The strategy is both flawed and dangerous because it does not take into account the important political changes that have taken place in Iran and the world since the end of Iran-Iraq War in 1988. It also misses the possibility that the Iranians are also playing an “all options on the table” game of their own. It is true that the Iranian leadership, like every other leadership, may not change course unless there is “lots” of pressure. But the change of course taken under intense pressure may not necessarily be what the U.S. hopes, unless provocation and war is really what the U.S. is seeking in its new policy.
Contemporary Iran is very different from both 1953 and 1988. To be sure, Iran’s political environment continues to be highly contentious and fractured. But this contentious political environment is a source of strength rather than weakness, allowing for wide range of input in the decision making process. This is why the potential for enhanced economic and political pressure on Iran has intensified already existing internal debates about the unyielding rhetorical stance President Ahmadinejad has taken and his economic mismanagement and inflationary policies during difficult times. Recent debates show that for a broad spectrum of significant players and forces in Iran, the appeal of a negotiated settlement on the nuclear issue rests on the desire for improved economic conditions.
But this desire can only be sustained if the Iranian leadership thinks that negotiations and compromise on the nuclear issue will indeed lead to a breakthrough in relations with the United States and on the abandoning of its policy of weakening the Iranian regime. Without such an incentive, the hardliners in Iran will be able to run the show based on the argument that no matter how many concessions are given, American hostility will not end. Slower economic growth is the price the Iranian hardliners, and ultimately other significant players as well, are willing to pay in exchange for domestic control especially since economic and financial sanctions that exclude oil trade cannot bring the Iranian economy to a halt.
Hardliners are able to win the domestic debate on this issue so long as the U.S. remains insistent on negotiations with preconditions. Nothing short of a “patron-client” relationship will satisfy the U.S. administration, they argue. Given the Administration’s insistence on preconditions that they know none of the players in Iran can and will accept, those in favor of improved relations with the U.S. can do little to undermine the argument made by the hardliners.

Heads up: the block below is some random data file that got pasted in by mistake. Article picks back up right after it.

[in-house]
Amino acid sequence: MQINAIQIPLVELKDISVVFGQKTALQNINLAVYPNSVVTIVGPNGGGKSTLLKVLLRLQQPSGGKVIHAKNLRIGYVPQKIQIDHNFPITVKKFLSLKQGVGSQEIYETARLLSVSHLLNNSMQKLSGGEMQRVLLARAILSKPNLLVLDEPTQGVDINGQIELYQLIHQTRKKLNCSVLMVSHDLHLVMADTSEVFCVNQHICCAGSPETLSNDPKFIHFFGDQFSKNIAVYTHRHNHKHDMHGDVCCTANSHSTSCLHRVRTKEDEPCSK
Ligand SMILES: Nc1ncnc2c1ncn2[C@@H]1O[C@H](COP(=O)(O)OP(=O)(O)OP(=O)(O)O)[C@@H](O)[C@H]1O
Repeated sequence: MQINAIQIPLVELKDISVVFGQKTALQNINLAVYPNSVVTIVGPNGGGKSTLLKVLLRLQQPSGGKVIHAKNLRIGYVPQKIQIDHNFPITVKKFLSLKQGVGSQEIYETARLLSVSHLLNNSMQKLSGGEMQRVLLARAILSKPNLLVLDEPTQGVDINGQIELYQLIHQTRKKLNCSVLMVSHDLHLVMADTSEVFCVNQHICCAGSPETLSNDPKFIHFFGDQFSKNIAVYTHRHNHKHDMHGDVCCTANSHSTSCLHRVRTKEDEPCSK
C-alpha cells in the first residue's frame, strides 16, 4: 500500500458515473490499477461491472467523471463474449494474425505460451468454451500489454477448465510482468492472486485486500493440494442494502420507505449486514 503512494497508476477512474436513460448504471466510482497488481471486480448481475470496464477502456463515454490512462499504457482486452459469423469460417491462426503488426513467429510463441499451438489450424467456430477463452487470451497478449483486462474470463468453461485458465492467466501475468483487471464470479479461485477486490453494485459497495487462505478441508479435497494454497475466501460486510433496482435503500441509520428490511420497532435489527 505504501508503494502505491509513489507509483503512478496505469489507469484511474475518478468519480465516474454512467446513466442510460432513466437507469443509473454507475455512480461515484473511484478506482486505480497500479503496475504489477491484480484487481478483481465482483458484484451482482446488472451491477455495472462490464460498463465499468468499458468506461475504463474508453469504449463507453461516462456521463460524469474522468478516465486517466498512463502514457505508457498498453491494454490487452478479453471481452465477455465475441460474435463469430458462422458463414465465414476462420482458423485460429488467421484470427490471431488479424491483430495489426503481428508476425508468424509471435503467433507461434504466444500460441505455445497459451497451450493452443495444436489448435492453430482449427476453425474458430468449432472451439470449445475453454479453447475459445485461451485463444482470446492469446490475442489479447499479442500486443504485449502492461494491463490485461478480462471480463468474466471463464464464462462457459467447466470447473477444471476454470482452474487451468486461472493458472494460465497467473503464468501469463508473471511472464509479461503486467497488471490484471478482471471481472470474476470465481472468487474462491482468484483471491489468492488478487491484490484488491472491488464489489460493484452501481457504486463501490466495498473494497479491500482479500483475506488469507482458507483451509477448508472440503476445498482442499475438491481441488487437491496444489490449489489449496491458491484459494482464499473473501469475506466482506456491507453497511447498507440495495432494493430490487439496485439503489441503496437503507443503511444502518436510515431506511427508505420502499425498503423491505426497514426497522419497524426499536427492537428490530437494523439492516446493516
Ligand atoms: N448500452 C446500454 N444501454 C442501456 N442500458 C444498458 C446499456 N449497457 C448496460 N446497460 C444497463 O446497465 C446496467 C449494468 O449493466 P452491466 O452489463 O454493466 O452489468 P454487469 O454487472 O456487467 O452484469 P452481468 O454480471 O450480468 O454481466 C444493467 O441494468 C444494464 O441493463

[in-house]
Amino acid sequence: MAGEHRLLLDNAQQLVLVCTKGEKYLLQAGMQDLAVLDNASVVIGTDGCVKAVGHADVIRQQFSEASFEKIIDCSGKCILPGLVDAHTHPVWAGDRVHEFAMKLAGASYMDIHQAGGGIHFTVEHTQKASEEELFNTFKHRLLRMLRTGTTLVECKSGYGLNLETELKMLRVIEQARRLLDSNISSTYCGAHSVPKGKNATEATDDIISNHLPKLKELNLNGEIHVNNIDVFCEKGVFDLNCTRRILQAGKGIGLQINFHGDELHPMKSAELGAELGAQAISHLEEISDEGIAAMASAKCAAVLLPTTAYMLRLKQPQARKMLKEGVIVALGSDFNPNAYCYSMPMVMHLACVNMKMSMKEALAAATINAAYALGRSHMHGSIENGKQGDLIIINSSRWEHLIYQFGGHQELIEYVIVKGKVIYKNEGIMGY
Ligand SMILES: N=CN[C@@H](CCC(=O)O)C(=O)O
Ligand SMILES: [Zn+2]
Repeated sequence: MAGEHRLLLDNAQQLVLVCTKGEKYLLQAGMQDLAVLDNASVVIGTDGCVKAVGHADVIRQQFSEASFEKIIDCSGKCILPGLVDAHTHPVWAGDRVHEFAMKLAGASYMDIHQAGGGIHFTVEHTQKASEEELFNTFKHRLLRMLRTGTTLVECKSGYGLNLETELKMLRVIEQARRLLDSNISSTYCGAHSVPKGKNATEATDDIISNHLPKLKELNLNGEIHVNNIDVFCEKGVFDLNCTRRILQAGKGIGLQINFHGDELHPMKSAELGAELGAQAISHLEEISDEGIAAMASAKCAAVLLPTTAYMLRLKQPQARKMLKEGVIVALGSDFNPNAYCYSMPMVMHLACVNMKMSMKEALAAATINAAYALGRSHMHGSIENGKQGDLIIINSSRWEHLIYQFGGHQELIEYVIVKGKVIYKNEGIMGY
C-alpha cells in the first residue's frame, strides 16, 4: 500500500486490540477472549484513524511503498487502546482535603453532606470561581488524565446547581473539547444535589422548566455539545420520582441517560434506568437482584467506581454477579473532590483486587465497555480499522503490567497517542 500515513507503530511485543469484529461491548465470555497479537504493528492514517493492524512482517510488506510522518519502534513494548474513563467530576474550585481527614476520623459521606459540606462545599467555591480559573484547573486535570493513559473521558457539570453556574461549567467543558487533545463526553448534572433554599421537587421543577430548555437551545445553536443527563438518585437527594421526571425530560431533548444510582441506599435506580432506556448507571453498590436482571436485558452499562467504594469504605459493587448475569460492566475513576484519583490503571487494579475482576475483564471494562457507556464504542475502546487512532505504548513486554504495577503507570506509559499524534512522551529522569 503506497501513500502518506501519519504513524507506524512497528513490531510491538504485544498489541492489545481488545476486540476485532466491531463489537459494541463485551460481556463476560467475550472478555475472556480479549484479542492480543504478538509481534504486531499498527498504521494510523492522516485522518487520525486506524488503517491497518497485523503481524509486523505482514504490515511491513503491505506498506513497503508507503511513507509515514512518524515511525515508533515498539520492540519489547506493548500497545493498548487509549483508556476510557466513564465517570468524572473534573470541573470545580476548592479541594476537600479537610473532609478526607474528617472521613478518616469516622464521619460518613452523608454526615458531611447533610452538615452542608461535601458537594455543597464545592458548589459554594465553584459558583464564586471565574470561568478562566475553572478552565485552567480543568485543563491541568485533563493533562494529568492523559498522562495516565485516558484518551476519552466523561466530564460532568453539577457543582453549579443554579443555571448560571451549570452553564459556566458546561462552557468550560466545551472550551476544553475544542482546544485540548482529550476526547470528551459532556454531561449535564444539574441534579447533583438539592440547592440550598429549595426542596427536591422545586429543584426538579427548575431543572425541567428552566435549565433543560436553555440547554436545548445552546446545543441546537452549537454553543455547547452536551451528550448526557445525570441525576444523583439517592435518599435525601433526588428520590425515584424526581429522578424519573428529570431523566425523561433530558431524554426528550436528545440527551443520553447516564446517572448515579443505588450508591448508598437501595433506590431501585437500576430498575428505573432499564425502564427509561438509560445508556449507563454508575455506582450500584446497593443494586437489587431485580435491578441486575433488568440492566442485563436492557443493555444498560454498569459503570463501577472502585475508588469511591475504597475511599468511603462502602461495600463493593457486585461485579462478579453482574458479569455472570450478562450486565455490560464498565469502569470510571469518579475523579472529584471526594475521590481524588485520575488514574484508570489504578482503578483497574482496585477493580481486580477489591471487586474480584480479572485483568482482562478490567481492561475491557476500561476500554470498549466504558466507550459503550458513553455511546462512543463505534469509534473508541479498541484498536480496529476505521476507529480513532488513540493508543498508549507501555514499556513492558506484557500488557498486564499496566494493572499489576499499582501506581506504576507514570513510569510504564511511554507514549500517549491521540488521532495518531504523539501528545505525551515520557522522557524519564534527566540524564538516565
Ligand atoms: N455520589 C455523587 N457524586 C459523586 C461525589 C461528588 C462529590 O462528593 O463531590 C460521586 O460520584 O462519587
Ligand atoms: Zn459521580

The opponents of Ahmadinejad’s hard-line policies and rhetoric, such as former presidents Ali Akbar Hashemi Rafsanjani and Mohammad Khatami, can and have invoked Iran’s international predicament to fortify their criticism of a political foe. At the same time, they have shown no hesitation at all closing ranks behind the hard-line position if they perceive the Islamic Republic or its vital interests to be at stake.
Ultimately, while there is quite a bit of disagreement and public debate in Iran about how to fend off American hostility, there is no evidence of a real rift within the regime on policy toward Iraq, on the right to domestic enrichment or on the aspiration to play a broader regional role. As such, the inflexible stance taken by the Bush administration on the enrichment issue, which precludes a concession, even a symbolic one, in return for enrichment suspension, will have little success in altering Iran’s underlying stance. It is seen as yet another example of the attempt to weaken the Iranian regime and not as meaningful incentive to compromise or a realistic path toward improved relations.
This is while on issues critical to U.S. interests and regional stability, Tehran continues to hold strong cards; the least of which is the ability to just continue what it has been doing for nearly three decades, carry on while limping economically but carry on unless it is attacked through a land invasion. If the Bush administration’s charges against Iran are taken seriously, the Iranian hard-line leadership can also up the ante in Iraq, increasing the likelihood of retaliation by Iran, whether directly or through its allies. Such a policy will surely harm Iran, but will do the same to U.S. interests and further inflame the whole region.
Of course, there is the greater danger of direct military confrontation. Most U.S. officials, Dick Cheney excepted, maintain that they have no intention of provoking one. Rather, in the face of Iranian overconfidence, they argue, the U.S. is building strength in anticipation of a negotiation. But, in the absence of real diplomatic engagement, and with both sides playing an open-ended game, the effort to weaken the Iranian hand will be exceedingly difficult to calibrate or control. The risks of accidental war are real and frightening unless the recent announcements regarding the possibility of negotiations with Iran represent a turn around reflective of a genuine desire to avert direct confrontation and further inflaming of an already destabilized region.